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ISCB2014_abstract_book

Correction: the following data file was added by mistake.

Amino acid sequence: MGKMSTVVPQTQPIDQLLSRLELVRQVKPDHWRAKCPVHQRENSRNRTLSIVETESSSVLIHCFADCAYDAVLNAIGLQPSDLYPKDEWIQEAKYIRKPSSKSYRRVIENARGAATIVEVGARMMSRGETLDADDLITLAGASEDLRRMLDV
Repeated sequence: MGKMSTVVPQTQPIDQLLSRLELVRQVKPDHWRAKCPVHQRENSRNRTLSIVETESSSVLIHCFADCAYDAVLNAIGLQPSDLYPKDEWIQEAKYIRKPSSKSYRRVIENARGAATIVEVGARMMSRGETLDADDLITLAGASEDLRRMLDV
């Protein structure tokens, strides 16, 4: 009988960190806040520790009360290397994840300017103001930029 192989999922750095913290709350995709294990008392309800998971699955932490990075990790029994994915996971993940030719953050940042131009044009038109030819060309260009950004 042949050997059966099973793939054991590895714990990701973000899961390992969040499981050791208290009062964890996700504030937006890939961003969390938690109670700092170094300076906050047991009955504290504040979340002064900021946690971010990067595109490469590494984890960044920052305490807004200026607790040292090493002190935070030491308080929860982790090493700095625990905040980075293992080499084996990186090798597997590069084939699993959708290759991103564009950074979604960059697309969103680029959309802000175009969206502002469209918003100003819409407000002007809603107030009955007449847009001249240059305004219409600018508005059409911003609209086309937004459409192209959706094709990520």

10 ISCB 2014 Vienna, Austria • Conference Courses Monday25thAugustTuesday26thAugustThursday28thAugustAuthorIndexPostersWednesday27thAugustSunday24thAugust Sunday, 24th August 2014 – Pre-conference Courses - Half-day - Afternoon Conference courses Course 5 Data and Safety Monitoring Board workshop T Jaki1 , L Hampson1 1 Lancaster University, Lancaster, United Kingdom   Data and Safety Monitoring Boards (DSMBs) are a common feature of long‐term clinical studies in serious and life‐threatening conditions. This workshop describes the remit and composition of DSMBs, and how their work relates to other parties involved in the study, such as the sponsor, the study project team, the investigators, the Steering Committee and the data management centre. The importance of pre‐trial preparation by the DSMB is stressed. Consideration is given to the nature and purpose of safety and efficacy data reports presented to the DSMB, and the balance between the timeliness and the accuracy of the data available is discussed. Statistical problems inherent in repeatedly making multiple treatment comparisons are highlighted, and formal stopping guidelines based on repeated safety analyses are presented. The role of the DSMB in trials with pre‐specified interim efficacy analyses will be discussed. The workshop is structured around group discussions in which partici- pants will play the roles of DSMB members and will discuss realistic trial reports of interim safety and efficacy. Course 6 Interaction analysis T VanderWeele1 1 Departments of Epidemiology and Biostatistics at the Harvard School of Public Health, Boston, United States   This workshop will provide a relatively broad introduction to the topic of interaction between exposures. We discuss interaction on both additive and multiplicative scales using risks, and we discuss their relation to sta- tistical models (e.g. linear, log‐linear and logistic models). We discuss and evaluate arguments that have been made for using additive or multiplica- tive scales to assess interaction. We describe inferential procedures for interaction when logistic models are fit to data but when additive and not just multiplicative measures of interaction are desired. We discuss issues of confounding for interaction analyses and how whether control has been made for only one or both of two exposures affects whether interaction estimates can be interpreted as causal interaction between the two exposures or only as effect hetero- geneity. We further discuss conditions under which interaction gives evidence of synergism within the sufficient cause framework, when interaction is robust to unmeasured confounding, interaction for time‐to‐event out- comes, case‐only estimators of interaction, and power and sample size calculations for additive and multiplicative interaction. Illustrations will be given from environmental, genetic, and infectious disease epidemiology. Software code will be provided. Sunday, 24th August 2014 • Pre-conference Courses - Half-day - Afternoon

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